|We took the 30 minute flight from Kathmandu into Lukla, a tiny airstrip in the Himalayas, aboard a small plane. We were in the front seats of the plane so got a great view into the cockpit and of the scary landing. It was the shortest and most terrifying runway EVER! It's short because it's built into the side of a mountain and steep to stop the planes quickly before they run out of tarmac.
Easily the scariest airport we have ever flown into. If you want to see what our landing looked like, click here
Lukla is the starting point for most people doing hikes in the Mount Everest region. We had two weeks before our return flight to Kathmandu and weren't sure how far we would hike, but ended up making it all the way to Everest Base Camp.
The weather was good most of the trip. There were a few days of rain and some light snow, but mostly in the afternoons. After the rain, the sky would be clear of all clouds revealing magnificent views of the dramatic landscape. This region was very different from the Annapurna circuit hike we did back in April. The start of the trail was very green and wound up and down through pine forests following rivers full of water from the surrounding glaciers. Very beautiful! No jeeps here, only porters (it is incredible to see how hard the porters work) and trains of yaks and some mules carrying supplies to villages further up. Once we were above treeline, it became rocky with magnificent views of massive mountains on all sides. We passed through villages with strong Tibetan influence, and saw a lot of wildlife (monkeys, birds, mountain goats, etc).
It was a really interesting time to visit Everest Base Camp because there was an Indian expedition preparing to summit. We had the chance to meet and talk to some of the very friendly and hospitable Indian team members at their camp where they served us fruit and talked about their plans (which included one of their members, a former Olympic skier, skiing down from the summit of Everest!) Many of the team members had summited before and part of the expedition was to remove some of the trash from the mountain. Very interesting to see their camp and to get a sense for what their very basic living conditions were as they acclimatized and prepared to go for the top.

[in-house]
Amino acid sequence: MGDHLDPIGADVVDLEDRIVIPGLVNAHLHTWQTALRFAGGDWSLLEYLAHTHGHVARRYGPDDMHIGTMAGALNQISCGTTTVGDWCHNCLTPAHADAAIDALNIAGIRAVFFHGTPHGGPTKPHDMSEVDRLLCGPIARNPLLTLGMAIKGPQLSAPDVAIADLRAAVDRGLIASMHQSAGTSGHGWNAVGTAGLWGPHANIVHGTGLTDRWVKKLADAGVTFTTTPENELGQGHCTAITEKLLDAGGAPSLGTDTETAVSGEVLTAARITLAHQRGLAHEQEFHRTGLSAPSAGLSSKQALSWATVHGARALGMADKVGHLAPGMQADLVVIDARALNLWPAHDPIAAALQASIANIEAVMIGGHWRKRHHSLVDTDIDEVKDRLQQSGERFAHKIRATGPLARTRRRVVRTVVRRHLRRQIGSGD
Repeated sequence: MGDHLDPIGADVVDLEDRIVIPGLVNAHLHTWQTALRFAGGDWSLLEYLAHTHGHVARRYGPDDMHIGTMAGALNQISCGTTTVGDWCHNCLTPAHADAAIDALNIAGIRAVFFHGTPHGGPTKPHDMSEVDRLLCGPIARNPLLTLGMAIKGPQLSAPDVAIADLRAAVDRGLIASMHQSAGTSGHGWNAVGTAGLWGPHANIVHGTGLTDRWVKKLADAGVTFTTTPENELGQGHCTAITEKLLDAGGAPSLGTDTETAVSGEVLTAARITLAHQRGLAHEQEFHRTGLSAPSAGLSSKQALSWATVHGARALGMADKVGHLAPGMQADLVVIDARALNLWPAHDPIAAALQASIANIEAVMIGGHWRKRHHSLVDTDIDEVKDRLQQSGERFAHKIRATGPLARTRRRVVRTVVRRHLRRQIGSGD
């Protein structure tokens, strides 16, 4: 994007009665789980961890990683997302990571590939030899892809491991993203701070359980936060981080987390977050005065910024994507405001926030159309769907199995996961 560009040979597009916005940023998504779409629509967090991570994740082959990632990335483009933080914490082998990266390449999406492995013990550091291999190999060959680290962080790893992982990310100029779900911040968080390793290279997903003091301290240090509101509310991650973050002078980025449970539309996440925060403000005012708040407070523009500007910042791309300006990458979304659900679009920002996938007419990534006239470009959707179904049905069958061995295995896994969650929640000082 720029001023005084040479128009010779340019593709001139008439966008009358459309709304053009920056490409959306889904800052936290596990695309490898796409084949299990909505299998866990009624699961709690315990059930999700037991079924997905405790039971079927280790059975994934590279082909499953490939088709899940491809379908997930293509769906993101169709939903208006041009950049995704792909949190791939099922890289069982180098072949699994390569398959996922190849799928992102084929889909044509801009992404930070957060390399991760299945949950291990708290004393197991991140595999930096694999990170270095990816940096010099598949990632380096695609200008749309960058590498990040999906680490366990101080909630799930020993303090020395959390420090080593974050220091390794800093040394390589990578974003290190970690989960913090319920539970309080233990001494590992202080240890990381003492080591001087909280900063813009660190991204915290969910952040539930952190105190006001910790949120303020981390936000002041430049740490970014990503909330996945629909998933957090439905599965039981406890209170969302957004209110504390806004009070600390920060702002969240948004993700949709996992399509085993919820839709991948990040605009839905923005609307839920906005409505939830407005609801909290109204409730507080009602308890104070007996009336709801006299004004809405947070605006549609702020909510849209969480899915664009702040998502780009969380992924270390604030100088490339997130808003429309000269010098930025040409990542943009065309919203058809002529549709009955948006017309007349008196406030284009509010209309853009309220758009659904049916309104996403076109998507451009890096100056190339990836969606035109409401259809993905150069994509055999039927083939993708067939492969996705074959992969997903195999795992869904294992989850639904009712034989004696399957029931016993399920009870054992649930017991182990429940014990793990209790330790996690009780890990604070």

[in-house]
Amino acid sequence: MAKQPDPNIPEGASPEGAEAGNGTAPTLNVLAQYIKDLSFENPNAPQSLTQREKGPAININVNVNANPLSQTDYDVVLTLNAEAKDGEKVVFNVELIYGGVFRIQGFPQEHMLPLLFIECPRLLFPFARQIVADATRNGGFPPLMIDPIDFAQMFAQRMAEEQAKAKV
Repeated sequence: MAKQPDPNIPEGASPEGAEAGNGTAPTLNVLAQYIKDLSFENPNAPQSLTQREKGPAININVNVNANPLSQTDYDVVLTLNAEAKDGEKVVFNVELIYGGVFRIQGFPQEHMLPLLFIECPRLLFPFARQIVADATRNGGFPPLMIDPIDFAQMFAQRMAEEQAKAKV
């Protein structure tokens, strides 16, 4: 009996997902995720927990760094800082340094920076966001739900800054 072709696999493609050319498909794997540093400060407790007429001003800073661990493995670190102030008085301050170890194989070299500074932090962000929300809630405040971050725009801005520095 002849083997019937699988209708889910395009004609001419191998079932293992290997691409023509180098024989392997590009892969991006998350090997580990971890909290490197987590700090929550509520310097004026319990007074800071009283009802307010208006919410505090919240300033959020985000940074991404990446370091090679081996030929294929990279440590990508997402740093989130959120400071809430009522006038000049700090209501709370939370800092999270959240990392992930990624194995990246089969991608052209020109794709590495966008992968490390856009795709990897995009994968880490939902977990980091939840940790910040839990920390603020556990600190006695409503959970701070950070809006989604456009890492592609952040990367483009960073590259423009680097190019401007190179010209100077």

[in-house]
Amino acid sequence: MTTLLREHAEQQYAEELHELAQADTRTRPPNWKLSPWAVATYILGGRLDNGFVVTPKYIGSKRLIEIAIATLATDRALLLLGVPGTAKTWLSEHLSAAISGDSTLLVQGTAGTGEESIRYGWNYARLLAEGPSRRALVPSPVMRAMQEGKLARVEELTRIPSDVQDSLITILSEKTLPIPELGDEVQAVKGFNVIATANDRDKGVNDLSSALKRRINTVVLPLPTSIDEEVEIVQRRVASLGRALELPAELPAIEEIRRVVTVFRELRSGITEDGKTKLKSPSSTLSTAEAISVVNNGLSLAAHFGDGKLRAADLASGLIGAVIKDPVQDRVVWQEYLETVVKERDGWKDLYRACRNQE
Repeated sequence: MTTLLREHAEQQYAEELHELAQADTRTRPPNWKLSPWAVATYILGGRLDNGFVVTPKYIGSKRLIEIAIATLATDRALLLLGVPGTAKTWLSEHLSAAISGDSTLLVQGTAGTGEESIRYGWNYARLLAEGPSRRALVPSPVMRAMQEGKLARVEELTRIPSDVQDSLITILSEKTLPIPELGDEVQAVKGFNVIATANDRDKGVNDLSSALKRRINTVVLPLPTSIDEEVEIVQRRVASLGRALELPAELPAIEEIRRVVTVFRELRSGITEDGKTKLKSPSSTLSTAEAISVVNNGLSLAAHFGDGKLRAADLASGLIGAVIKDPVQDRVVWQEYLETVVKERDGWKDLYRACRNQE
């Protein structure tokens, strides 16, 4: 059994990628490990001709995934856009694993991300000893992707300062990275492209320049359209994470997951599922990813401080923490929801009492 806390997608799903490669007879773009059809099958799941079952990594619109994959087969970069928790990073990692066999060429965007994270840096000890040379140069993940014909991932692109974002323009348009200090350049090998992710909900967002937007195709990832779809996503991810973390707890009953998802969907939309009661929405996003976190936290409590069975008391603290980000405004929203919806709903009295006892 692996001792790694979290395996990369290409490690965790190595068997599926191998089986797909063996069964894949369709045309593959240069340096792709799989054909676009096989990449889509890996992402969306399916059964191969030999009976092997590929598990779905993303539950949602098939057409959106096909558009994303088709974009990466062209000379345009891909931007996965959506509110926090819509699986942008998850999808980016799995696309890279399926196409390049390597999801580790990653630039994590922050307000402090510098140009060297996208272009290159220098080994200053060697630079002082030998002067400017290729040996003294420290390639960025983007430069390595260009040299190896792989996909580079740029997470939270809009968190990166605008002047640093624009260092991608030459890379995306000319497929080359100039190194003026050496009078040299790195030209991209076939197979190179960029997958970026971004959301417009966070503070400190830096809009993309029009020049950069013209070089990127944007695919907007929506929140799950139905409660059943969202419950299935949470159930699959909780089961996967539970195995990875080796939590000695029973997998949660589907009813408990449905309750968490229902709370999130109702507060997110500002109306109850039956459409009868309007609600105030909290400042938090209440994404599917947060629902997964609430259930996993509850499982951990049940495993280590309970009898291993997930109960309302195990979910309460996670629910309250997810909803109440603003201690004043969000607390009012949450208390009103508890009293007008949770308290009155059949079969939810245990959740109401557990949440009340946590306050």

We enjoyed this hike even more than the Annapurna circuit, partially because we didn't get sick, but also because we found it more beautiful and peaceful (no jeeps!)
A quick recap of each day follows:
Day 1: Lukla to Manju (~5.5 hours). Flew into Lukla and began our hike by ~8:30am. Lots of up and down, but spectacular scenery with lots of flowers and scenic villages.
Day 2: Manju to Namche (~4 hours). Long, steep climb up to 3400 meters. Good waterfalls, forest and a clear view of Mt. Everest in the distance. Found a guesthouse where we stayed in the prayer room. Great views.
Day 3: Rest day to acclimatize. Hiked a few hours up to an abandoned airstrip (not used anymore due to too many crashes!!) to see good views of mountains.
Day 4: Namche to Phortse (~7 hours!!). Took slight detour from "regular route" as we'd heard it was beautiful and less crowded. True, but much longer and harder than expected -long, long day. So much up and down. Only gained 400 meters from Namche, but climbed at least 4x this elevation. Did get great views of mountains and met some friendly locals. A group of farmers were sitting around in the field eating their lunch of freshly boiled potatoes from their plot. They offered us several and they tasted great!! Sometimes the great interactions with the friendly locals makes you forget about the difficult climbs you have just completed. Stayed in a guesthouse whose owner had summited Everest 3 times AND (as if that wasn't impressive enough) came in 2nd place in the Everest marathon (imagine!)